The Esther Neira de Calvo Papers thoroughly document the life and career of Esther Neira de Calvo, a prominent Panamanian educator, politician, diplomat, and women's rights advocate. The extensive collection includes correspondence, photographs, manuscripts, speeches, and awards, and it provides a fascinating perspective on 20th century Panama and Inter-American cooperation. There is material from Carrie Chapman Catt, Maria Ossa de Amador Guerrero, Matilde Obarrio de Mallet, Gabriela Mistral, Juan Peron, Eva Peron, Eleanor Roosevelt, and the Alfaro family of Panama, to name a few notables. Documents touch on all aspects of Esther Neira de Calvo's life and include files on education, politics, and feminism.
Processed by Jovana Zujevic and Scott S. Taylor, August 2010.
Series VII is restricted. Access requires permission from Ms. Gloriela Calvo. Please contact Booth Family Center for Special Collections for further information.
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Esther Neira de Calvo (1890- 1978), educator, politician, diplomat, and feminist, was born on May 1, 1890 in Panama. In addition to attending the Institut Padagogique de Wavre-Notre Dame in Belgium, she studied at Mount St. Vincent's College and at Columbia University in New York.
Esther Neira de Calvo became well known as an advocate in her native Panama in the realms of education, politics, women's rights, and social services. She was Inspector General of Education, (1923-1927). Significantly, she presided over Panama's Normal School (1927-1938), the only teacher's training school for women in Panama. She taught courses in pedagogy, languages, psychology, and comparative education. In 1938, she founded the Lyceum, a university preparatory school for women which she directed until 1945. In Panama, she was founder and president of the National Society for the Advancement of Women (1923) and the Women's Patriotic League (1945).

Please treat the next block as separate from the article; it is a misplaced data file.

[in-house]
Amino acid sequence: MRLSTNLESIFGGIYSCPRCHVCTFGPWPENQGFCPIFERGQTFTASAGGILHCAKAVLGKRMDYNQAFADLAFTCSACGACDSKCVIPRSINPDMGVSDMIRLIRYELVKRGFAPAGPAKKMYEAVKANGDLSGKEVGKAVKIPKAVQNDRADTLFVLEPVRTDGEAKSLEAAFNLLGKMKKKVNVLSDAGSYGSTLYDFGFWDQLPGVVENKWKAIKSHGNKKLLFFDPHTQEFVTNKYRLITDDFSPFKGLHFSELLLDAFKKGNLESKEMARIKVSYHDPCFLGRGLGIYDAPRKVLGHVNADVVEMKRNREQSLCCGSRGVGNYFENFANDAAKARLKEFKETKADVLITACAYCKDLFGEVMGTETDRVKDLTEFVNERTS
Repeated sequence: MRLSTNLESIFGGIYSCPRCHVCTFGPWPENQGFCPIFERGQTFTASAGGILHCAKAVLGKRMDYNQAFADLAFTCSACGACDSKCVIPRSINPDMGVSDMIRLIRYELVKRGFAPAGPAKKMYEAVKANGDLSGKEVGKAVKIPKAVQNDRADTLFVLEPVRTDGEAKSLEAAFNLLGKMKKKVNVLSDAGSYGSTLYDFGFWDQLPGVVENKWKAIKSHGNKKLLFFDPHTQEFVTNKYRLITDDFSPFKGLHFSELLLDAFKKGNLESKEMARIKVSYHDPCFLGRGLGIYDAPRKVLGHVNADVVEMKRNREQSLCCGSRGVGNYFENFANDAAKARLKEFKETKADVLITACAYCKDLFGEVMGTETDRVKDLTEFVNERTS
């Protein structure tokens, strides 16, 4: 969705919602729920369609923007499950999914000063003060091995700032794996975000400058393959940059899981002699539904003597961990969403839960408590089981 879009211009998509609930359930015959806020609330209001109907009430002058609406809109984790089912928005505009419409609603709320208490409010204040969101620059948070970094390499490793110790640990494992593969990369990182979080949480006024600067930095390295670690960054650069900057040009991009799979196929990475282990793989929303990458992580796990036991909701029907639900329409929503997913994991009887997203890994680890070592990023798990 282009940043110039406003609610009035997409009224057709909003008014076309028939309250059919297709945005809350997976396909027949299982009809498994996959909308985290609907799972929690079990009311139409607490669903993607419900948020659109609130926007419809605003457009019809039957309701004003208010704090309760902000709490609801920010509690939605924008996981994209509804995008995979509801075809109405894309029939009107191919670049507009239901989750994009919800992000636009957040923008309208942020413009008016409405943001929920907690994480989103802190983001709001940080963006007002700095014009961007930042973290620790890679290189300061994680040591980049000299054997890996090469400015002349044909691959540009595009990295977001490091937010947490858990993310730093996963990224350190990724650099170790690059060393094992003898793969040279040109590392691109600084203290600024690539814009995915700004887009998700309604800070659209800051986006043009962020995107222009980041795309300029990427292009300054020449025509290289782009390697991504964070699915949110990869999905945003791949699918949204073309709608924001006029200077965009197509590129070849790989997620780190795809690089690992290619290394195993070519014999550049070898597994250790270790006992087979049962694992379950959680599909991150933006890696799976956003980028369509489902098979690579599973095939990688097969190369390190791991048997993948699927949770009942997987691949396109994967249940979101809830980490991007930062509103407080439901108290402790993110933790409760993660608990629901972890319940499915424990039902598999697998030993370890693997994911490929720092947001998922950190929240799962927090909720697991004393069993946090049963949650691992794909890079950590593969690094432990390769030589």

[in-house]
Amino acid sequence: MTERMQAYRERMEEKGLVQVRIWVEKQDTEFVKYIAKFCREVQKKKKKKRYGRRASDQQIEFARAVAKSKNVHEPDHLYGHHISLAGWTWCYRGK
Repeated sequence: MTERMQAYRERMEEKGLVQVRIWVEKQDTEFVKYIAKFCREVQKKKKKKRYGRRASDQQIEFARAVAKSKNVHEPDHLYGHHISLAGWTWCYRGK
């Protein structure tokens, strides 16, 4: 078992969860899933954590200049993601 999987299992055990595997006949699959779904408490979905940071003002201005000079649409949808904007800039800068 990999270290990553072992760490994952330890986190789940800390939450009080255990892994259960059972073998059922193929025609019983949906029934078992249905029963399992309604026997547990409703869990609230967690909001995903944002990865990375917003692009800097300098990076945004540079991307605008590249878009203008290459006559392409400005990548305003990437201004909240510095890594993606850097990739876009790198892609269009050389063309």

During the Second World War, Esther Neira de Calvo coordinated cultural affairs for the Ministry of Education in Panama and supported the American troops who were assigned there during the conflict. In 1945, she was elected nationally to the Third Constituent Assembly, where she contributed to the drafting of the new Constitution of Panama enacted in 1946. She authored, as legislator, the laws creating the school of social service at the University of Panama and the Juvenile National Council.
Esther Neira de Calvo moved to Washington, D.C. in 1949. She was named executive secretary of the Inter-American Commission of Women by the secretary-general of the Organization of American States (OAS), and she worked in that capacity until 1965. Subsequently, she served with the rank of ambassador as the alternate representative of Panama to the Council of the OAS, 1966-1968.
Esther Neira de Calvo attended numerous international conferences as a representative of the government of Panama. She won many awards and honorary citations over her long career.
Raul J. Calvo, Esther's husband, died in 1958 in Washington, D.C.
Esther Neira de Calvo died at age 87 on March 24, 1978 in Washington, D.C.
[Source:] Curatorial file of the Esther Neira de Calvo Papers.
38.15 Linear Feet (35 boxes)
Gift of Gloriela Calvo, 2007 and 2017.
Part of the Georgetown University Manuscripts Repository